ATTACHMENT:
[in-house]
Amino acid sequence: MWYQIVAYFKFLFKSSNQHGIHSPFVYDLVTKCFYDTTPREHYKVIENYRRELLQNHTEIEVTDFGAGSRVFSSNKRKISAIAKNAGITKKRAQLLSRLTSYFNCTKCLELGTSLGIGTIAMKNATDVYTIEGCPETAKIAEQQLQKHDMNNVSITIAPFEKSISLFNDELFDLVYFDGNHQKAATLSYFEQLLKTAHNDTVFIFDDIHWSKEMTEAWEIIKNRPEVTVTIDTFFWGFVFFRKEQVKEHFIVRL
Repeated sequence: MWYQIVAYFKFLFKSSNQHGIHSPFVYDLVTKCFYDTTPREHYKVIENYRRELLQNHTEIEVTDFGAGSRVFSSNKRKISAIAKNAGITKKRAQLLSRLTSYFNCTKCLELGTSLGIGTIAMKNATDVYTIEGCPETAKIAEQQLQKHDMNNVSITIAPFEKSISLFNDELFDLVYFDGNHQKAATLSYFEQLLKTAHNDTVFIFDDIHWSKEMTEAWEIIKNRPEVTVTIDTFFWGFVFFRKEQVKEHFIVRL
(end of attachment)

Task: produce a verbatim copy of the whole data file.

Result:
[in-house]
Amino acid sequence: MWYQIVAYFKFLFKSSNQHGIHSPFVYDLVTKCFYDTTPREHYKVIENYRRELLQNHTEIEVTDFGAGSRVFSSNKRKISAIAKNAGITKKRAQLLSRLTSYFNCTKCLELGTSLGIGTIAMKNATDVYTIEGCPETAKIAEQQLQKHDMNNVSITIAPFEKSISLFNDELFDLVYFDGNHQKAATLSYFEQLLKTAHNDTVFIFDDIHWSKEMTEAWEIIKNRPEVTVTIDTFFWGFVFFRKEQVKEHFIVRL
Repeated sequence: MWYQIVAYFKFLFKSSNQHGIHSPFVYDLVTKCFYDTTPREHYKVIENYRRELLQNHTEIEVTDFGAGSRVFSSNKRKISAIAKNAGITKKRAQLLSRLTSYFNCTKCLELGTSLGIGTIAMKNATDVYTIEGCPETAKIAEQQLQKHDMNNVSITIAPFEKSISLFNDELFDLVYFDGNHQKAATLSYFEQLLKTAHNDTVFIFDDIHWSKEMTEAWEIIKNRPEVTVTIDTFFWGFVFFRKEQVKEHFIVRL